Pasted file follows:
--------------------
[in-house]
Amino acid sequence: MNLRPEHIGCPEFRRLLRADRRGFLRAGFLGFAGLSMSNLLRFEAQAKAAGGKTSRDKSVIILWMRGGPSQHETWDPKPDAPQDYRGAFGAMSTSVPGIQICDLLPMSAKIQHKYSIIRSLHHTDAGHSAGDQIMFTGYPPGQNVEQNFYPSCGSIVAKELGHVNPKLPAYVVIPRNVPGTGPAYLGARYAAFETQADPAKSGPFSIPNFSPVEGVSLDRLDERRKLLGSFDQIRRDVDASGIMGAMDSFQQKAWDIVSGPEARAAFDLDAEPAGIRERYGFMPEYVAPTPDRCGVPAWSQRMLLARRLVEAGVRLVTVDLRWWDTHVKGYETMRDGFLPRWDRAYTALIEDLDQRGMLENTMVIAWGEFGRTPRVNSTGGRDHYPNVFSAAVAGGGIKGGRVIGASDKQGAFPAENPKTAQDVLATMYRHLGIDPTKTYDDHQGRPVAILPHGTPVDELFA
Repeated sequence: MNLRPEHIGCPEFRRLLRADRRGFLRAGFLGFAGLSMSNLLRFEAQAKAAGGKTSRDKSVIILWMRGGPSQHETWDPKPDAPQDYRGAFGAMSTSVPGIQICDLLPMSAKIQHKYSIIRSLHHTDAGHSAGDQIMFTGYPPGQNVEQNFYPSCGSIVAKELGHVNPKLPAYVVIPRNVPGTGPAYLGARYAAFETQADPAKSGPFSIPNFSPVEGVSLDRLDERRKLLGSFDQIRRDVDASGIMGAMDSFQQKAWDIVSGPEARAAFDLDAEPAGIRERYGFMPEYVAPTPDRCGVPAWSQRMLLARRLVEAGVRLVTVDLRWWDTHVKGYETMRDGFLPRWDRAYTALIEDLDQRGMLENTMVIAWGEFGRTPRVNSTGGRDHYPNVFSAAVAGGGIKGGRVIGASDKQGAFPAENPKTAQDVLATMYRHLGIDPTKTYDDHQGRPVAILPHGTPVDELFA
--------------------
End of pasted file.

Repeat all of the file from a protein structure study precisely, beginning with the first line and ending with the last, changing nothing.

[in-house]
Amino acid sequence: MNLRPEHIGCPEFRRLLRADRRGFLRAGFLGFAGLSMSNLLRFEAQAKAAGGKTSRDKSVIILWMRGGPSQHETWDPKPDAPQDYRGAFGAMSTSVPGIQICDLLPMSAKIQHKYSIIRSLHHTDAGHSAGDQIMFTGYPPGQNVEQNFYPSCGSIVAKELGHVNPKLPAYVVIPRNVPGTGPAYLGARYAAFETQADPAKSGPFSIPNFSPVEGVSLDRLDERRKLLGSFDQIRRDVDASGIMGAMDSFQQKAWDIVSGPEARAAFDLDAEPAGIRERYGFMPEYVAPTPDRCGVPAWSQRMLLARRLVEAGVRLVTVDLRWWDTHVKGYETMRDGFLPRWDRAYTALIEDLDQRGMLENTMVIAWGEFGRTPRVNSTGGRDHYPNVFSAAVAGGGIKGGRVIGASDKQGAFPAENPKTAQDVLATMYRHLGIDPTKTYDDHQGRPVAILPHGTPVDELFA
Repeated sequence: MNLRPEHIGCPEFRRLLRADRRGFLRAGFLGFAGLSMSNLLRFEAQAKAAGGKTSRDKSVIILWMRGGPSQHETWDPKPDAPQDYRGAFGAMSTSVPGIQICDLLPMSAKIQHKYSIIRSLHHTDAGHSAGDQIMFTGYPPGQNVEQNFYPSCGSIVAKELGHVNPKLPAYVVIPRNVPGTGPAYLGARYAAFETQADPAKSGPFSIPNFSPVEGVSLDRLDERRKLLGSFDQIRRDVDASGIMGAMDSFQQKAWDIVSGPEARAAFDLDAEPAGIRERYGFMPEYVAPTPDRCGVPAWSQRMLLARRLVEAGVRLVTVDLRWWDTHVKGYETMRDGFLPRWDRAYTALIEDLDQRGMLENTMVIAWGEFGRTPRVNSTGGRDHYPNVFSAAVAGGGIKGGRVIGASDKQGAFPAENPKTAQDVLATMYRHLGIDPTKTYDDHQGRPVAILPHGTPVDELFA